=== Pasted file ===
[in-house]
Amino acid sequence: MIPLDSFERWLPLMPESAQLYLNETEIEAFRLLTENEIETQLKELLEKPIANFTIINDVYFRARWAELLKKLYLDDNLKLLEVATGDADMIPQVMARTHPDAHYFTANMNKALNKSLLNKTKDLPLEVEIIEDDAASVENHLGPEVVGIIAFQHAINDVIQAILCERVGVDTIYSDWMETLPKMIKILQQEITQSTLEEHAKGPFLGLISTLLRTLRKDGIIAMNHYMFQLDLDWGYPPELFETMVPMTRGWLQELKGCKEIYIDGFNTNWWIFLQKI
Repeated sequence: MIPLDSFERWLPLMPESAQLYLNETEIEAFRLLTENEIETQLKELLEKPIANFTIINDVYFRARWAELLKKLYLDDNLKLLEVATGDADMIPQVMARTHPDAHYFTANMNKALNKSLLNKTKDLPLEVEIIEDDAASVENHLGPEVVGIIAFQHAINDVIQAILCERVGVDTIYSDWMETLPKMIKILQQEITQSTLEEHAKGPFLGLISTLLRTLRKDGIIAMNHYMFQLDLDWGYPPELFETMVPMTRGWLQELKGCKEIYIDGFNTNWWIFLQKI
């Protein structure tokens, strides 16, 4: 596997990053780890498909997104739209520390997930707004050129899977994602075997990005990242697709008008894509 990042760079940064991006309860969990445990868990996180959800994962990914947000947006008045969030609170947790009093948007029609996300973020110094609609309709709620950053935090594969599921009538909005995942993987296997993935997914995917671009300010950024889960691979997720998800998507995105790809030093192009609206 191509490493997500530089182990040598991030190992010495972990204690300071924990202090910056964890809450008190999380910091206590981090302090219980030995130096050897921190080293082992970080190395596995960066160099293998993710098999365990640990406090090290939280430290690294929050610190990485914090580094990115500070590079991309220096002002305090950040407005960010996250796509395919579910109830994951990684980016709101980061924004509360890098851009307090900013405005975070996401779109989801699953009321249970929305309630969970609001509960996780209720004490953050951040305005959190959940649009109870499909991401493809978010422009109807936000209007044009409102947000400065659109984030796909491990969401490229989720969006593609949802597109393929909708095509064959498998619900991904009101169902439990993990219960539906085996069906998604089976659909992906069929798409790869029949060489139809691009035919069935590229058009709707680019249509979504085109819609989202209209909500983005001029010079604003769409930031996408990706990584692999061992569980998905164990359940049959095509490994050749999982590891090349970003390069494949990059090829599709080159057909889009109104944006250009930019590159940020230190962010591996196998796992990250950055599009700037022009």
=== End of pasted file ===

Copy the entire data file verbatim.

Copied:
[in-house]
Amino acid sequence: MIPLDSFERWLPLMPESAQLYLNETEIEAFRLLTENEIETQLKELLEKPIANFTIINDVYFRARWAELLKKLYLDDNLKLLEVATGDADMIPQVMARTHPDAHYFTANMNKALNKSLLNKTKDLPLEVEIIEDDAASVENHLGPEVVGIIAFQHAINDVIQAILCERVGVDTIYSDWMETLPKMIKILQQEITQSTLEEHAKGPFLGLISTLLRTLRKDGIIAMNHYMFQLDLDWGYPPELFETMVPMTRGWLQELKGCKEIYIDGFNTNWWIFLQKI
Repeated sequence: MIPLDSFERWLPLMPESAQLYLNETEIEAFRLLTENEIETQLKELLEKPIANFTIINDVYFRARWAELLKKLYLDDNLKLLEVATGDADMIPQVMARTHPDAHYFTANMNKALNKSLLNKTKDLPLEVEIIEDDAASVENHLGPEVVGIIAFQHAINDVIQAILCERVGVDTIYSDWMETLPKMIKILQQEITQSTLEEHAKGPFLGLISTLLRTLRKDGIIAMNHYMFQLDLDWGYPPELFETMVPMTRGWLQELKGCKEIYIDGFNTNWWIFLQKI
């Protein structure tokens, strides 16, 4: 596997990053780890498909997104739209520390997930707004050129899977994602075997990005990242697709008008894509 990042760079940064991006309860969990445990868990996180959800994962990914947000947006008045969030609170947790009093948007029609996300973020110094609609309709709620950053935090594969599921009538909005995942993987296997993935997914995917671009300010950024889960691979997720998800998507995105790809030093192009609206 191509490493997500530089182990040598991030190992010495972990204690300071924990202090910056964890809450008190999380910091206590981090302090219980030995130096050897921190080293082992970080190395596995960066160099293998993710098999365990640990406090090290939280430290690294929050610190990485914090580094990115500070590079991309220096002002305090950040407005960010996250796509395919579910109830994951990684980016709101980061924004509360890098851009307090900013405005975070996401779109989801699953009321249970929305309630969970609001509960996780209720004490953050951040305005959190959940649009109870499909991401493809978010422009109807936000209007044009409102947000400065659109984030796909491990969401490229989720969006593609949802597109393929909708095509064959498998619900991904009101169902439990993990219960539906085996069906998604089976659909992906069929798409790869029949060489139809691009035919069935590229058009709707680019249509979504085109819609989202209209909500983005001029010079604003769409930031996408990706990584692999061992569980998905164990359940049959095509490994050749999982590891090349970003390069494949990059090829599709080159057909889009109104944006250009930019590159940020230190962010591996196998796992990250950055599009700037022009």